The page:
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Student Project: Riparian Rights: New York

This is a research guide which further explains riparian rights and provides examples for each kind of water right in three different states.

New York

New York water law is governed by a system of riparian rights. Riparian rights are created from the ownership of land bordering a watercourse. Riparian owners are subject to the reasonable use doctrine. New York follows the “source of title” rule. Purchases of land parcels adjacent to the riparian land do not enlarge the effective riparian tract, and sale of a portion of the riparian parcel not directly touching the water removes its riparian character. New York Water Access and Water Rights Overview 

New York Rivers

Obtaining a New Work Water Right

  • Riparian rights in New York can only arise from the ownership of the land abutting or surrounding a watercourse or other confined body of water, such as a lake or a pond. There must be contact between the watercourse and the land. Use of the water does not create riparian rights, and non-use of the water cannot destroy them. See Townsend v. McDonald, 12 N.Y. 381 (1855)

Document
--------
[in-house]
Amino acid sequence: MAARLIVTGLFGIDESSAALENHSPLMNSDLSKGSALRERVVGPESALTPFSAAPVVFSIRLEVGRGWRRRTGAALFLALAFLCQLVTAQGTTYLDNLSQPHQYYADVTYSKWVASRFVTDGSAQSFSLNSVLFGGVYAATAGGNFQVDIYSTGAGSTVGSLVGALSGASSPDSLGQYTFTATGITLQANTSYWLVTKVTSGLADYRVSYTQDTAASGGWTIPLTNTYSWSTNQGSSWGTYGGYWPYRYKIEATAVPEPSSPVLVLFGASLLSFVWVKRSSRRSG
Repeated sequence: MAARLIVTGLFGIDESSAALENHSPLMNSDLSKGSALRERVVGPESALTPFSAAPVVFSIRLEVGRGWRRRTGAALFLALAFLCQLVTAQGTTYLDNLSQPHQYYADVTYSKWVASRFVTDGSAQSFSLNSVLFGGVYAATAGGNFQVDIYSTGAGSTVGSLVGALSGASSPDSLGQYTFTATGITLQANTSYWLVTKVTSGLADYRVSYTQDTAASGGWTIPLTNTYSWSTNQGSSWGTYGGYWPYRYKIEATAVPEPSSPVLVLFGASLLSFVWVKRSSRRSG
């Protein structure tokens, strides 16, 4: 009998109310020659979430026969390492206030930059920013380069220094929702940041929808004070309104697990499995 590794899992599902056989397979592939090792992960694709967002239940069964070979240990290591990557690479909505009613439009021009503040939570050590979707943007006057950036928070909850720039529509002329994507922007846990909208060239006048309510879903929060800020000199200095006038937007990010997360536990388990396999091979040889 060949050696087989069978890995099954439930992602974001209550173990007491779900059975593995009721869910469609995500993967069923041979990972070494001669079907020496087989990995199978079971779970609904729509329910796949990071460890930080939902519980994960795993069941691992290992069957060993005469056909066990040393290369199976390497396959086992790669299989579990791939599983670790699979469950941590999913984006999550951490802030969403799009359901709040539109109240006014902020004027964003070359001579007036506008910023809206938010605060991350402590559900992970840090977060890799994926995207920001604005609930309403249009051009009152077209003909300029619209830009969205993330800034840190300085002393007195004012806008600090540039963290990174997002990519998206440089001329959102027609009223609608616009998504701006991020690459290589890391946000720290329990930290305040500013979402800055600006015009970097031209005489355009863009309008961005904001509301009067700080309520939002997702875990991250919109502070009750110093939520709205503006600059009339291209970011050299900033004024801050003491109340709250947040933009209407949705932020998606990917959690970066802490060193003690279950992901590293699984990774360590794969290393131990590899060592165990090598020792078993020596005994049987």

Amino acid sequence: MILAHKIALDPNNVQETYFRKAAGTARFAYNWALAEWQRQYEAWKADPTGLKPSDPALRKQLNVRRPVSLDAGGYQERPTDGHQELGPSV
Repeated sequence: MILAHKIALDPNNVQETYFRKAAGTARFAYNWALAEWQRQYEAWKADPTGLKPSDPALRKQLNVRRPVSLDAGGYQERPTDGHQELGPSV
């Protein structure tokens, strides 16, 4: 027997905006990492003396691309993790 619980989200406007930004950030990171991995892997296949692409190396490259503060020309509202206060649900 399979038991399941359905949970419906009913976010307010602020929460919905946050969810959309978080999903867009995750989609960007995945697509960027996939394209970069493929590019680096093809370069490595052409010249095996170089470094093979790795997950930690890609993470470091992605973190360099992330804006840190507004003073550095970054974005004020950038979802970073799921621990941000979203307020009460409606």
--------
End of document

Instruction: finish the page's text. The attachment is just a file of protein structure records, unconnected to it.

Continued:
• Under New York's "source of title" rule, "riparian rights attach only to a parcel which is contiguous to a watercourse, and is held under a single chain of title leading to the present owner." **14 Warren's Weed New York Real Property § 151.06.

Water Boundaries-- What are Your Rights and Liabilities?

**Lexis subscription required.